14. Confession time: retro macs aren't my only hobby. They might not even be my main hobby. Here's what one entire corner of my office looks like: I'm a pretty big fan of retro videogame consoles, specifically the Nintendo Entertainment System, Super Nintendo, Nintendo 64, Sega Dreamcast, and original Xbox. Getting them to look good on a modern display is pretty difficult, so my entire setup (with a couple of exceptions) uses S-Video cables, which connect to a little line-doubler box called a RetroTINK. It takes 240p or 480i input from the consoles, and converts the video
  15. I don't think so. There is a guy in the Eastern US who buys "glass" (tubes) and resells it. I watched a YouTube video interview with him and Bob from RetroRGB, and basically, he said that manufacturing is completely shut down. Additionally, all of the people who know how to do it are retired/retiring, so we're losing an entire industry. And that's just the glass... there's also flyback transformers, yokes... all of that stuff.
  16. Hrm. I wonder what changed between the first and second boot attempt. A good wash and thorough dry isn't a bad idea. Since I wash using tap water, I always use the air compressor to blast all of the water out from under the IC's. Don't give up, I know that it looks grim right now, but keep going! I felt pretty hopeless about mine several times, but finally got it going!
  17. Maybe there's a bridged pin on the ASC somewhere?
  18. I will! I have poor @LaPorta in limbo right now, as I can't decide whether to buy his CRT or not. Very curious to hear how the CRT rejuvenator goes. Where the heck did you find that, anyway?!
  19. YOU CAN GET SOCKETS FOR THOSE?! Oh man, I wish I'd known that when I did my ASC! As for the break... yeah, I would try to bridge it with a bit of solder. Worst-case scenario, it doesn't work, and you end up running a little bodge wire on top later. No big deal. And if the thought of a bodge wire bothers you, keep in mind that some of these machines (like some of the early Classic II logic boards) actually came with bodge wires installed from the factory. Nice to see you over here after chatting on Reddit! Keep us updated!
  20. Yep, I used a Rectangular Pattern Constraint in a 2D sketch to generate those. Worked like a charm. That was a ton of manual work in SketchUp. As for purchasing the license... normally it is $500/yr. They announced some changes to the non-commercial version that are totally fair, but would make using it a bit of headache for me. That combined with a nice $300/yr discount made me decide that it was worth it to make the jump. I am using it almost daily, so I decided that for less than a dollar a day, I would have the "real deal". Plus, my SCSI2SD Bracket and Mac ROM-inator Clip sales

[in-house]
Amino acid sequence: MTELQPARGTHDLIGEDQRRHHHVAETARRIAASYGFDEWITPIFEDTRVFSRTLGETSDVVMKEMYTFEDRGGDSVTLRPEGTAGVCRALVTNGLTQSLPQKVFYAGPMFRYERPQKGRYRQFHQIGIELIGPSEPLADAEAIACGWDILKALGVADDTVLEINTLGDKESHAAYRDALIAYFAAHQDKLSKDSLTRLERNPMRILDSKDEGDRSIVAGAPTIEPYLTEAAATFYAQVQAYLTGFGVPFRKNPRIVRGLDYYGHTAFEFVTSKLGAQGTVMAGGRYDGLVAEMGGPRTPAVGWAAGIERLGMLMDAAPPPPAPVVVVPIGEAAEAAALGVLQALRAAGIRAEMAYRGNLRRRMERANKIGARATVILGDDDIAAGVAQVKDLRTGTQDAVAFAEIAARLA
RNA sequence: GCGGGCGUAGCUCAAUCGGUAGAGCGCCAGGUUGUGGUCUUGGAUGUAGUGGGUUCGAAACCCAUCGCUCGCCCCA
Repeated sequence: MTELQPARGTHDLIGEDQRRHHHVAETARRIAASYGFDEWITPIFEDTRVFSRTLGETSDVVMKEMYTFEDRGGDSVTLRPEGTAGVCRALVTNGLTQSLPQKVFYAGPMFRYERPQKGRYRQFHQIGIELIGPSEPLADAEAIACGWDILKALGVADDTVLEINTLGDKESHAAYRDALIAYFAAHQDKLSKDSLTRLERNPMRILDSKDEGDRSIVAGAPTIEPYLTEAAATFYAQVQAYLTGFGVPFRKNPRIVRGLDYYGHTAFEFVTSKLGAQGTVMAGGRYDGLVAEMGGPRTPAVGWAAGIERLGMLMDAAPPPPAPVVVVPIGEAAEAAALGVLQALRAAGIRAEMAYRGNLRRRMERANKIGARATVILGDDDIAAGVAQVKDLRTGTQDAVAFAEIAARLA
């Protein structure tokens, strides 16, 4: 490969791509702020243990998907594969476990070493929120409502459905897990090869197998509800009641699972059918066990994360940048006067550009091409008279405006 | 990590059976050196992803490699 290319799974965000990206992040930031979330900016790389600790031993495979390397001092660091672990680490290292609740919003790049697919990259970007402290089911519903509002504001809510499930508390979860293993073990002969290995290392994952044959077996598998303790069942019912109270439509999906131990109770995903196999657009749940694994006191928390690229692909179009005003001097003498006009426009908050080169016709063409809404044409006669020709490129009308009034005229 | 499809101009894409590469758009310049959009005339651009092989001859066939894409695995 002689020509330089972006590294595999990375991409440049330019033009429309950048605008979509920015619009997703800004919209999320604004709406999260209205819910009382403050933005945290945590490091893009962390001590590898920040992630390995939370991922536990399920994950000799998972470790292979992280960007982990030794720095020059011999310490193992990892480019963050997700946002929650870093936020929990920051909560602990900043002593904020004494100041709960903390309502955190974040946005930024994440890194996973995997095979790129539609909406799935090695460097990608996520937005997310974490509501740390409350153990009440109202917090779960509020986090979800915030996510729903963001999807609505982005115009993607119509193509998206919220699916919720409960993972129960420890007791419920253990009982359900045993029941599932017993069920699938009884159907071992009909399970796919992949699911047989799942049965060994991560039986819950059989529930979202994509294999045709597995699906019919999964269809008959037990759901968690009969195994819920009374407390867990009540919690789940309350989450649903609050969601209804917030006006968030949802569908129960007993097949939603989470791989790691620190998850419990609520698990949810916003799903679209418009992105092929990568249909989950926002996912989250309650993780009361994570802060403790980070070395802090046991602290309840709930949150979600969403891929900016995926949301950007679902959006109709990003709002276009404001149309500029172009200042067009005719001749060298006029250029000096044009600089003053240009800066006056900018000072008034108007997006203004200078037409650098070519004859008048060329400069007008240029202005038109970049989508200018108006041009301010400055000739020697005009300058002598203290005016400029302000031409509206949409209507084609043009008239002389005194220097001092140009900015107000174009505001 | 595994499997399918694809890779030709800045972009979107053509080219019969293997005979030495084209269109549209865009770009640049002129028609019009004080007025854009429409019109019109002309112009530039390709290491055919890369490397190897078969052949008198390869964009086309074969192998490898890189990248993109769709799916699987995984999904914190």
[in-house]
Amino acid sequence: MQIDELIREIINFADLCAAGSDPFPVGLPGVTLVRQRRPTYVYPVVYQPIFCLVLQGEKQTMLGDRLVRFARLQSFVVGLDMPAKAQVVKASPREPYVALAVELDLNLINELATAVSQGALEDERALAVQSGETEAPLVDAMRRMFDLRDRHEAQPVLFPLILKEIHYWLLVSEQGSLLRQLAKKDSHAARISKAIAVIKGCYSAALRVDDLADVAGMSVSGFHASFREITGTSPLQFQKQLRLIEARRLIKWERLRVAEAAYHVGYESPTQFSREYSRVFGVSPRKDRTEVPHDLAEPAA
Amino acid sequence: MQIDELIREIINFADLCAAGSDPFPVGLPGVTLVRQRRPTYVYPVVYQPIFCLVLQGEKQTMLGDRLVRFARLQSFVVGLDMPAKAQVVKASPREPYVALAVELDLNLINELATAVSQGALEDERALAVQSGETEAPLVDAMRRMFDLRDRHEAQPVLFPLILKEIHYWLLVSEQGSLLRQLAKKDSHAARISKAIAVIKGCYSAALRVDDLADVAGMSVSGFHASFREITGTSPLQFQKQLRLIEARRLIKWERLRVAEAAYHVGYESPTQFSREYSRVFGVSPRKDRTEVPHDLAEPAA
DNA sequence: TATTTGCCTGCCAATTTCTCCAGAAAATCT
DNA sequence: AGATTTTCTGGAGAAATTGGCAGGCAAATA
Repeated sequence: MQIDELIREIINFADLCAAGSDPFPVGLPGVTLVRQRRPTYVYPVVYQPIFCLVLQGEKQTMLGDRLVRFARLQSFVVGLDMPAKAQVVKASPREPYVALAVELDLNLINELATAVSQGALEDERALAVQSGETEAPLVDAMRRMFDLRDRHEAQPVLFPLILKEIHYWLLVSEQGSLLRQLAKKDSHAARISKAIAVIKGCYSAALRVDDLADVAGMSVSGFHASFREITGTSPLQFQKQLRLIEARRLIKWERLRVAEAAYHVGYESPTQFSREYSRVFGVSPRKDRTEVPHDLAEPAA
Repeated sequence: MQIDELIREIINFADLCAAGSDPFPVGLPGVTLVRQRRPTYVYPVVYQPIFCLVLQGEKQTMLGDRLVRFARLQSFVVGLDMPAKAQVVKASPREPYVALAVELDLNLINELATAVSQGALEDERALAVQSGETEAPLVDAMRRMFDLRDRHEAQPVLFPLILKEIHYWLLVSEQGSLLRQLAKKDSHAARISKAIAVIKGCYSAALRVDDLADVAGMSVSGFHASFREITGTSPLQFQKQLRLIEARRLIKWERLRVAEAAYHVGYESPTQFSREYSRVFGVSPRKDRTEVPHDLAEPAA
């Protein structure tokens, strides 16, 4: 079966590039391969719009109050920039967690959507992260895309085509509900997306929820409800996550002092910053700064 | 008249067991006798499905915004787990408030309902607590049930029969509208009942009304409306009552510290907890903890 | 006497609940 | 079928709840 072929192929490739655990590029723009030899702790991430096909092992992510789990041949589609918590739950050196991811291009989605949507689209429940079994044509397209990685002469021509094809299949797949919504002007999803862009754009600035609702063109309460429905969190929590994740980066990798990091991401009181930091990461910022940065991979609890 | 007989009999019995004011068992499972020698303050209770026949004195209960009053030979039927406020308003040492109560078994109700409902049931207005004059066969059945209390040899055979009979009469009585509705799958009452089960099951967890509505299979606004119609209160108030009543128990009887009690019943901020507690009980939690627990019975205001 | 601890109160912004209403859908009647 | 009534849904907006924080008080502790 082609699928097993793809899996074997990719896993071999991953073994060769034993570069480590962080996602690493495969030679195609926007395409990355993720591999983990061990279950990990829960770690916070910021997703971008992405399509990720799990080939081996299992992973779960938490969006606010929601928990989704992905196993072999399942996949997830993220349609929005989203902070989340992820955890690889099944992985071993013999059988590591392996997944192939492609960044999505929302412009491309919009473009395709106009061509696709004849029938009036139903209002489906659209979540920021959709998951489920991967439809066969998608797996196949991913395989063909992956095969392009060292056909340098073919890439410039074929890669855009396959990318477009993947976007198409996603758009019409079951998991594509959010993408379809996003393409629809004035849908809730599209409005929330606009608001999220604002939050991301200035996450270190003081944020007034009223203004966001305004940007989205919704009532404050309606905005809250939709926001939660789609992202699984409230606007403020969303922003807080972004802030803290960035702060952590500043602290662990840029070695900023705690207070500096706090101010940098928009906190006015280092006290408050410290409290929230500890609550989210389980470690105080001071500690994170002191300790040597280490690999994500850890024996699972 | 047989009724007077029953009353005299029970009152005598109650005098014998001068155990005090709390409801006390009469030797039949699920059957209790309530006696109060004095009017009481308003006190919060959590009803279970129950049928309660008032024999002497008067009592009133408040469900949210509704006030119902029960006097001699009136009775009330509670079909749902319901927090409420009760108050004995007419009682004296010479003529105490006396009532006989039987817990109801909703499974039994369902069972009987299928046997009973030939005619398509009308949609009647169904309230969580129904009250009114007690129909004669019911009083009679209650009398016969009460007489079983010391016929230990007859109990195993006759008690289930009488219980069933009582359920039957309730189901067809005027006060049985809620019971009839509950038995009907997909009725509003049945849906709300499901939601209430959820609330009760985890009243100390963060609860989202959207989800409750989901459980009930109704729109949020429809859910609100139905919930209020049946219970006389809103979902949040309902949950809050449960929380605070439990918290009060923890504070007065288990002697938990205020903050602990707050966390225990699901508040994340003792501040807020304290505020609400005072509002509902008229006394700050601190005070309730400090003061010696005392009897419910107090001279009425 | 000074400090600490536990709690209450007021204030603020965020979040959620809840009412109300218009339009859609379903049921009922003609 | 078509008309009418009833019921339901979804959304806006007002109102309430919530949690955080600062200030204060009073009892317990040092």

21. Time for an update! Since last posting about this, the only 3D modeling tool I could use was SketchUp, which is actually pretty bad for designing mechanical parts. Since then, I've learned a new tool: Fusion 360! I even spent $300 on a real Fusion 360 license a couple of days ago, so I am really committed now. Today, I sat down and got the HD20 SC modeled up: There it is, a real, fully parametric model! Parametric means that there are variables (parameters) assigned to certain aspects, like case thickness. Right now it's 7mm, but it's one variable to change it to 5mm. Or 10mm
  22. Thanks! I have dabbled with recording some of my restoration work... so I have footage of a few of my projects, but I've had a hard time finding the time/energy to get them edited into actual videos. I am thinking about live-streaming some of my restoration projects, we'll see. As for the 840av, bring it on! The most challenging part, of course, is tracking one down.
  23. Amazing find! What marketplace did you find it on? Craigslist? Edit: Hang on, you're not in the US. So probably not Craigslist!
  24. Great suggestions! For the 3D-printed case, I think there might end up being several variants: Internal hard drive bay mount External with one DB25 External with two DB25 And then, there's the question of which Raspberry Pi. If you're going to use a Raspberry Pi 4 instead of a Zero W, that would be a different case, right? And what if you want to use a Zero W with a USB Ethernet Adapter (for eventual Ethernet support)? There seem to be a ton of possibilities. Work and family have kept me super tied up for the last couple of weeks, so I haven't been able to